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Senate OKs hotline for anonymous reports in schools

Published March 10, 2014 4:42 pm

This is an archived article that was published on sltrib.com in 2014, and information in the article may be outdated. It is provided only for personal research purposes and may not be reprinted.

A bill that passed the Senate Monday on its way to the House would create a hotline for students, parents or public school employees to anonymously report unsafe activities including someone talking about suicide.

SB232s1's sponsor, Rep. Daniel Thatcher, R-West Valley City, said an anonymous reporting statewide hotline is needed for students who are afraid of being reported to law enforcement to their parents. If the caller volunteers their name, however, social workers answering the hotline would be required to report that, Thatcher said.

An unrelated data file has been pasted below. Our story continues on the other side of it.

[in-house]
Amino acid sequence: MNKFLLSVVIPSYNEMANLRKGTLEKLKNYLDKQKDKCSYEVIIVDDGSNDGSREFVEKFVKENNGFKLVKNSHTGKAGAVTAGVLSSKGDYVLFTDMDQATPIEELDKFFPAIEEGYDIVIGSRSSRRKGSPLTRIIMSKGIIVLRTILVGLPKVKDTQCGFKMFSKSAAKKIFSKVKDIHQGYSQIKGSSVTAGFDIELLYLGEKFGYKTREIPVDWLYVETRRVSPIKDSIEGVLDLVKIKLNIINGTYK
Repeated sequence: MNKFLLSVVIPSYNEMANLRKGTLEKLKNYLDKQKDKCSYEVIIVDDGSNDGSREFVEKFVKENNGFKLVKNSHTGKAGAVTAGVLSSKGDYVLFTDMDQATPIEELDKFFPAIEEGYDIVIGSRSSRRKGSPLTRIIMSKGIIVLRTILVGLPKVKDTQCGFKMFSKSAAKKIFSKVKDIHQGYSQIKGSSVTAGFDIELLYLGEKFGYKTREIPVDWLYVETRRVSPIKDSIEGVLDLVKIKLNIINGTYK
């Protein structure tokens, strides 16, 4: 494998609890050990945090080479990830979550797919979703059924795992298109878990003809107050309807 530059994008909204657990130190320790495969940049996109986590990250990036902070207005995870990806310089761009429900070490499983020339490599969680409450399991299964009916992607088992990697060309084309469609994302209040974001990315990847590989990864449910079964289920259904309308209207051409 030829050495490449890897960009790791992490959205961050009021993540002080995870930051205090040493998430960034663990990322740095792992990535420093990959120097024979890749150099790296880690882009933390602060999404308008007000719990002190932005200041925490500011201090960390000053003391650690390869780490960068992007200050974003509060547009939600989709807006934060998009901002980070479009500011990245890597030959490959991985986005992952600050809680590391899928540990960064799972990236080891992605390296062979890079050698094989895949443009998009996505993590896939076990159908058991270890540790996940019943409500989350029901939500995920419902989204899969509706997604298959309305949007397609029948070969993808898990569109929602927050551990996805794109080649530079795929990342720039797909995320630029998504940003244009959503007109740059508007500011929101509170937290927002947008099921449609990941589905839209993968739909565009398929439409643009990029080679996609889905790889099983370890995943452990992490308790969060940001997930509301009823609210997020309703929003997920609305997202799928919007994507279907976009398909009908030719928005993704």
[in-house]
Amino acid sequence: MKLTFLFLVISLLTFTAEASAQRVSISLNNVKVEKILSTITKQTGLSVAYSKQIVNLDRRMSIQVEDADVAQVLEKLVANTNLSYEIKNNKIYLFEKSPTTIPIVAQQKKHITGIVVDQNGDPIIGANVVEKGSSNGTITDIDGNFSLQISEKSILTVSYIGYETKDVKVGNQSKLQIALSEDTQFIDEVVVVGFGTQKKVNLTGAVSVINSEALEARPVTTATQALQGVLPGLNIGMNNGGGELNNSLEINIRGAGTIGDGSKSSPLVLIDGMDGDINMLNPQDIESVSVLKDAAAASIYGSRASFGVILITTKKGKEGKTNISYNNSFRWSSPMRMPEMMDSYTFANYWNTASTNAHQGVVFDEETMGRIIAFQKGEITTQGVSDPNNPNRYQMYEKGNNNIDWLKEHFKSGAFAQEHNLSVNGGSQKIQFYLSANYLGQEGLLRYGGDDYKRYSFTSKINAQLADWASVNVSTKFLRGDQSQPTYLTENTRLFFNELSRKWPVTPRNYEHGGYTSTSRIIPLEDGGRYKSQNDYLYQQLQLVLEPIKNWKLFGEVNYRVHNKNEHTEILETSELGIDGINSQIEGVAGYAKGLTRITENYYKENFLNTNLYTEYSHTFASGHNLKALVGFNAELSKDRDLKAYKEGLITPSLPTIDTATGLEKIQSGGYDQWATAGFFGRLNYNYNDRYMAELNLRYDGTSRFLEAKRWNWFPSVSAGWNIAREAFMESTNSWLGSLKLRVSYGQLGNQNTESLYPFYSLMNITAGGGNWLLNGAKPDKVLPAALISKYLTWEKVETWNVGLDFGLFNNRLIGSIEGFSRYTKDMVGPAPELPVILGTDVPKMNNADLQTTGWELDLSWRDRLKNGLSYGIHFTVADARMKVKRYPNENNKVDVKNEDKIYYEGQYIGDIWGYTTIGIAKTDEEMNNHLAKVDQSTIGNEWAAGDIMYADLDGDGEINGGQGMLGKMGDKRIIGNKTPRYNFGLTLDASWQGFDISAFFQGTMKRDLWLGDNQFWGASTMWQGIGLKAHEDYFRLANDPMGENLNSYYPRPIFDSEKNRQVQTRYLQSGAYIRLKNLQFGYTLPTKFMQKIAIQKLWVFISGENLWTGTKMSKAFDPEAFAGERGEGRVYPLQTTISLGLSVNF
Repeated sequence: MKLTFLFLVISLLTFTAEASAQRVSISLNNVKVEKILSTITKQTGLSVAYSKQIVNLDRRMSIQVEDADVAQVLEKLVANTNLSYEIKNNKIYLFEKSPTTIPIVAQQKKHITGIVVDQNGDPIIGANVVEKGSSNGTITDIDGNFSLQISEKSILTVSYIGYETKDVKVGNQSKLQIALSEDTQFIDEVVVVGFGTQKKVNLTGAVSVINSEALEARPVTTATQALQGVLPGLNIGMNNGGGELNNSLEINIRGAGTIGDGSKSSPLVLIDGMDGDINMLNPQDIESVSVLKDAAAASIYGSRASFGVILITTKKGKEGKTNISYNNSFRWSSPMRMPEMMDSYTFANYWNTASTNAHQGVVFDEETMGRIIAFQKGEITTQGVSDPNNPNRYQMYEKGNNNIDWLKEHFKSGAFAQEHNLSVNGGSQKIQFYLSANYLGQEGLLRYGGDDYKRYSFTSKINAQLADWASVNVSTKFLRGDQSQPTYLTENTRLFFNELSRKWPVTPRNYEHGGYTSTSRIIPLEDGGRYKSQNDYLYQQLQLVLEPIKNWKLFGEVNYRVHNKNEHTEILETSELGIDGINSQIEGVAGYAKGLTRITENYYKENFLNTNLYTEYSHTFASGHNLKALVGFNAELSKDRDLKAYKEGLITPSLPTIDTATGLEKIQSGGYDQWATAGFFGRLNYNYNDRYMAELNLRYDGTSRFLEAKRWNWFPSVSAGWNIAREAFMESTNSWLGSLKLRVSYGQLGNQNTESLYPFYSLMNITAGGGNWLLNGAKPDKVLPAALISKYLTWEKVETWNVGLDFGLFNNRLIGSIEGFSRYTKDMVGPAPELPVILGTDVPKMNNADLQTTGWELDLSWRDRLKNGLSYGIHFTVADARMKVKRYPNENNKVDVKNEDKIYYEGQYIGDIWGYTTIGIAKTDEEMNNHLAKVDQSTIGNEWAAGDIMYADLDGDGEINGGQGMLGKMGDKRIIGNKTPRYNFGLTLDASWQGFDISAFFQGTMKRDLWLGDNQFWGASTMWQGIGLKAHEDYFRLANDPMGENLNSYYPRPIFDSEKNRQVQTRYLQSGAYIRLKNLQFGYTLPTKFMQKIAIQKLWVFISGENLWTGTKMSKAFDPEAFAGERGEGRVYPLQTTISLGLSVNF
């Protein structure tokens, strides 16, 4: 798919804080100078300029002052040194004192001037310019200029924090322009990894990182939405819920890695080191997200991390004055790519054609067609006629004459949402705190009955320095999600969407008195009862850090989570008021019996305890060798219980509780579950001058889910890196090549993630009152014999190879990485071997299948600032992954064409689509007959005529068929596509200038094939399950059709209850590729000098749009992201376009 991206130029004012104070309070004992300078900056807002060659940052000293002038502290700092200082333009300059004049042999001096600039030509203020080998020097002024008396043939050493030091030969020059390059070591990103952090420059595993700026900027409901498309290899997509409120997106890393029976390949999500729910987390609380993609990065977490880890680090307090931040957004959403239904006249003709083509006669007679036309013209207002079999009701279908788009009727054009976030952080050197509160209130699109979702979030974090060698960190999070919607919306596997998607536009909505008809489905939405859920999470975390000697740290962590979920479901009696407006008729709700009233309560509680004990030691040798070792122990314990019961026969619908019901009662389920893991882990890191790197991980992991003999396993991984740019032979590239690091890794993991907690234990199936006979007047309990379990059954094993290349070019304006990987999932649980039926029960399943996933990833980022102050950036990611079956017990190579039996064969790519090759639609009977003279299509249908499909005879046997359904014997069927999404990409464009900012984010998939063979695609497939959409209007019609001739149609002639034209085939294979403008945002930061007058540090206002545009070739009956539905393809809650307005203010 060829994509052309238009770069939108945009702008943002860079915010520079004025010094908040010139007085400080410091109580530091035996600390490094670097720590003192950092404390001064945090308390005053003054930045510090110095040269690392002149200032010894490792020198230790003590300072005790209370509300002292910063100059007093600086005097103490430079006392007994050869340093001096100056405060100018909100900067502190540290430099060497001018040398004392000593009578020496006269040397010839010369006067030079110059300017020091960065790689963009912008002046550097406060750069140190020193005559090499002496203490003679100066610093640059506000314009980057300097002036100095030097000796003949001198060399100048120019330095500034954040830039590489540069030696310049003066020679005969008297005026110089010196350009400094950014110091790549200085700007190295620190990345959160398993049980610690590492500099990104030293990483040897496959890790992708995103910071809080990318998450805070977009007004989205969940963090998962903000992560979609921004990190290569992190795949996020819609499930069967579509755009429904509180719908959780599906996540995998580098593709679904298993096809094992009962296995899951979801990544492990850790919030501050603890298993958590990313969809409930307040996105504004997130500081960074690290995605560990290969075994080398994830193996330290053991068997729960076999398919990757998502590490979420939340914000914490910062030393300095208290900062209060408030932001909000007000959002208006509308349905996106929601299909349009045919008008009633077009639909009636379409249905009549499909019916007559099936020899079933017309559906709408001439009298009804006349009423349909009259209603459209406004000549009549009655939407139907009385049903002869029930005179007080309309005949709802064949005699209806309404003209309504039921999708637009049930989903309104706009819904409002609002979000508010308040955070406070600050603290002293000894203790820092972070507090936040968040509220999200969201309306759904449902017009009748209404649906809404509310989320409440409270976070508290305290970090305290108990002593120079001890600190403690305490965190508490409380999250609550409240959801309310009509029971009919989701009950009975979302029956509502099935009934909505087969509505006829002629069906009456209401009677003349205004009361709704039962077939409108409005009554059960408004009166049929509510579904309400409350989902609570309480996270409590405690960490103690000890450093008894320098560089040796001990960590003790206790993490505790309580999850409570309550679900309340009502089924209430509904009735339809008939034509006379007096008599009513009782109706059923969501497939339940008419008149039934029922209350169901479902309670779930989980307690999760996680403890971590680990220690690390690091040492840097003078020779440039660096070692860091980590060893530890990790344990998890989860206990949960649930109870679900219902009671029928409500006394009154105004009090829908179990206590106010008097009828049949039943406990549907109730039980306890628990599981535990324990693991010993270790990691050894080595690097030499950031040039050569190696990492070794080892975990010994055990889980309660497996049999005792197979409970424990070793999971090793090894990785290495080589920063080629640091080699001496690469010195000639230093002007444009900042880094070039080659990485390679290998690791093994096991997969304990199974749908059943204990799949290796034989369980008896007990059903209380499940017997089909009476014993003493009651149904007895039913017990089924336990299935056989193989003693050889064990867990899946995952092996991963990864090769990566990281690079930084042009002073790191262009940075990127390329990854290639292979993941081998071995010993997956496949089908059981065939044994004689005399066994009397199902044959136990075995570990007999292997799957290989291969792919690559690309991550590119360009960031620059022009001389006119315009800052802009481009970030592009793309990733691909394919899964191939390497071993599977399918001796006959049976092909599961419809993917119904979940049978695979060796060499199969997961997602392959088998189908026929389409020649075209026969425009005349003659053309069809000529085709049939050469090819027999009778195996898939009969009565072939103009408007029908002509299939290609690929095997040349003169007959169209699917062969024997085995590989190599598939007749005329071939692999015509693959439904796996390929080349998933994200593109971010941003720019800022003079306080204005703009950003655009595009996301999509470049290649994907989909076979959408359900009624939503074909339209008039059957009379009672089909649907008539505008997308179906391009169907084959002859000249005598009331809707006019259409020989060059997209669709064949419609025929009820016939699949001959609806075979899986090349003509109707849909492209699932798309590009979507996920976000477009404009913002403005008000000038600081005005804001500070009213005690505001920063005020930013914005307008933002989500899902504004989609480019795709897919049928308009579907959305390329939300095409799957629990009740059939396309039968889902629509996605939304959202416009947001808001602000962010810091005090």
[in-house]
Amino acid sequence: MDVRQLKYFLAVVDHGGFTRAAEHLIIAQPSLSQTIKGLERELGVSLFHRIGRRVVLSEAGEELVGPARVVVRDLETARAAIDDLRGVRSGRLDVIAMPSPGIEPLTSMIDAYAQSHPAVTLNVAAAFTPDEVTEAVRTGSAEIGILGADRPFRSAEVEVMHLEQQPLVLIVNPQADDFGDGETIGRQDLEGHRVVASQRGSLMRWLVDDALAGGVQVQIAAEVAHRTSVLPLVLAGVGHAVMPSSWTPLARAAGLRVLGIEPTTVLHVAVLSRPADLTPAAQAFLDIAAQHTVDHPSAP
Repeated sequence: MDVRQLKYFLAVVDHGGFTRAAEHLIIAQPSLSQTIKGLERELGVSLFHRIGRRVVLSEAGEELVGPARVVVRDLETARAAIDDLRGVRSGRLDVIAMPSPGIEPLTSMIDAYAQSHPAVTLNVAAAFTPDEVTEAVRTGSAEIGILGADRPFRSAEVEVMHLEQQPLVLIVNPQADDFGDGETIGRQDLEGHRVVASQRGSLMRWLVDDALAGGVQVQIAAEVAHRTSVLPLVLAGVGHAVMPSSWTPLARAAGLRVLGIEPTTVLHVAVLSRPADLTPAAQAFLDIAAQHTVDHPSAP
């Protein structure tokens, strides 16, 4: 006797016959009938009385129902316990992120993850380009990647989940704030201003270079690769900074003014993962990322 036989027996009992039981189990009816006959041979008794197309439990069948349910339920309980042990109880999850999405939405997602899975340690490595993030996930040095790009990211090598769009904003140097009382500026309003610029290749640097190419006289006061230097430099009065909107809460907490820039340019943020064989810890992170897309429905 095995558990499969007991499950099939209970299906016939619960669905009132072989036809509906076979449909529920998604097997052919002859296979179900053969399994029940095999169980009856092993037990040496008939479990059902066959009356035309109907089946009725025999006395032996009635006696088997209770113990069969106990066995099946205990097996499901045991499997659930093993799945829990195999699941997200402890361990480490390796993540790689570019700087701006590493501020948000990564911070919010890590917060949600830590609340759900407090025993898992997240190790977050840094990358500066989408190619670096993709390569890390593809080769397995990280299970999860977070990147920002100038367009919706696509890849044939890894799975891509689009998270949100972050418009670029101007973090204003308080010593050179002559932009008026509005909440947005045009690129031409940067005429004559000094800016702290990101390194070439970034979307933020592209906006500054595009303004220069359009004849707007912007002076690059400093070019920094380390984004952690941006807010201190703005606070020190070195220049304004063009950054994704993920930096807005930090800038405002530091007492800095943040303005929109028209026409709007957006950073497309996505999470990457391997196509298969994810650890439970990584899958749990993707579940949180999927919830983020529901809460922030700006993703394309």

Sen. Deidre Henderson, R-Spanish Fork, who ultimately voted for the bill, voiced concerns that creating an anonymous hotline for reporting unsafe behavior is unnecessary because other systems like law enforcement and school counseling are already in place.

Thatcher said anonymity is what makes the hotline unique. He said a similar hotline in Colorado wasn't successful until it was anonymous. Students are far more likely to report mental illness or thoughts of suicide if anonymous because going to a counselor requires school authorities to notify parents. "As soon as [Colorado] solved the anonymity issue and made a way that you could safely report, they started getting 2,000 calls a month," he said.

— Amy McDonald